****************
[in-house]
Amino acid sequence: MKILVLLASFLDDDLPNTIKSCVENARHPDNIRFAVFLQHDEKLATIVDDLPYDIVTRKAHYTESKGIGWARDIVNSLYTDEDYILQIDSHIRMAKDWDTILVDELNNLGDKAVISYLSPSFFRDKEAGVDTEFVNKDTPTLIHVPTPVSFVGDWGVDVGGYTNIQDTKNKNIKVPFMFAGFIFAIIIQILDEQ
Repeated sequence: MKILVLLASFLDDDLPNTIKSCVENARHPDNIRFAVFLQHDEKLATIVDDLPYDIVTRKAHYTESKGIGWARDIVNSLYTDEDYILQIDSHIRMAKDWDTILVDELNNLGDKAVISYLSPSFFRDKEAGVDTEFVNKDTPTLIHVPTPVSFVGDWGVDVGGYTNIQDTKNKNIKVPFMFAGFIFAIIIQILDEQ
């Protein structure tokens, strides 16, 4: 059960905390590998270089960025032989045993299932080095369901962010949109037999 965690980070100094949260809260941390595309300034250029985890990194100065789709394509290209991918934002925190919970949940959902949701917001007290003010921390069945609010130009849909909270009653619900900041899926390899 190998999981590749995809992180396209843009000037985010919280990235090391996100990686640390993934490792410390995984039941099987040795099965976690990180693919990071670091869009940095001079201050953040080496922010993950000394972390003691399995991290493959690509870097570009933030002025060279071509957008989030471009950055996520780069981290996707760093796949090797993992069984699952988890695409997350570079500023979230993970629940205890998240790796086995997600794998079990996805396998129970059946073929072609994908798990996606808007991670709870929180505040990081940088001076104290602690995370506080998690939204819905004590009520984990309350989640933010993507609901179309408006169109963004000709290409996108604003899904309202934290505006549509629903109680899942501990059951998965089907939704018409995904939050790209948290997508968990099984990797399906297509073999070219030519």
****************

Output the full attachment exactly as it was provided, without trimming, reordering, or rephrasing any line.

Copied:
[in-house]
Amino acid sequence: MKILVLLASFLDDDLPNTIKSCVENARHPDNIRFAVFLQHDEKLATIVDDLPYDIVTRKAHYTESKGIGWARDIVNSLYTDEDYILQIDSHIRMAKDWDTILVDELNNLGDKAVISYLSPSFFRDKEAGVDTEFVNKDTPTLIHVPTPVSFVGDWGVDVGGYTNIQDTKNKNIKVPFMFAGFIFAIIIQILDEQ
Repeated sequence: MKILVLLASFLDDDLPNTIKSCVENARHPDNIRFAVFLQHDEKLATIVDDLPYDIVTRKAHYTESKGIGWARDIVNSLYTDEDYILQIDSHIRMAKDWDTILVDELNNLGDKAVISYLSPSFFRDKEAGVDTEFVNKDTPTLIHVPTPVSFVGDWGVDVGGYTNIQDTKNKNIKVPFMFAGFIFAIIIQILDEQ
């Protein structure tokens, strides 16, 4: 059960905390590998270089960025032989045993299932080095369901962010949109037999 965690980070100094949260809260941390595309300034250029985890990194100065789709394509290209991918934002925190919970949940959902949701917001007290003010921390069945609010130009849909909270009653619900900041899926390899 190998999981590749995809992180396209843009000037985010919280990235090391996100990686640390993934490792410390995984039941099987040795099965976690990180693919990071670091869009940095001079201050953040080496922010993950000394972390003691399995991290493959690509870097570009933030002025060279071509957008989030471009950055996520780069981290996707760093796949090797993992069984699952988890695409997350570079500023979230993970629940205890998240790796086995997600794998079990996805396998129970059946073929072609994908798990996606808007991670709870929180505040990081940088001076104290602690995370506080998690939204819905004590009520984990309350989640933010993507609901179309408006169109963004000709290409996108604003899904309202934290505006549509629903109680899942501990059951998965089907939704018409995904939050790209948290997508968990099984990797399906297509073999070219030519």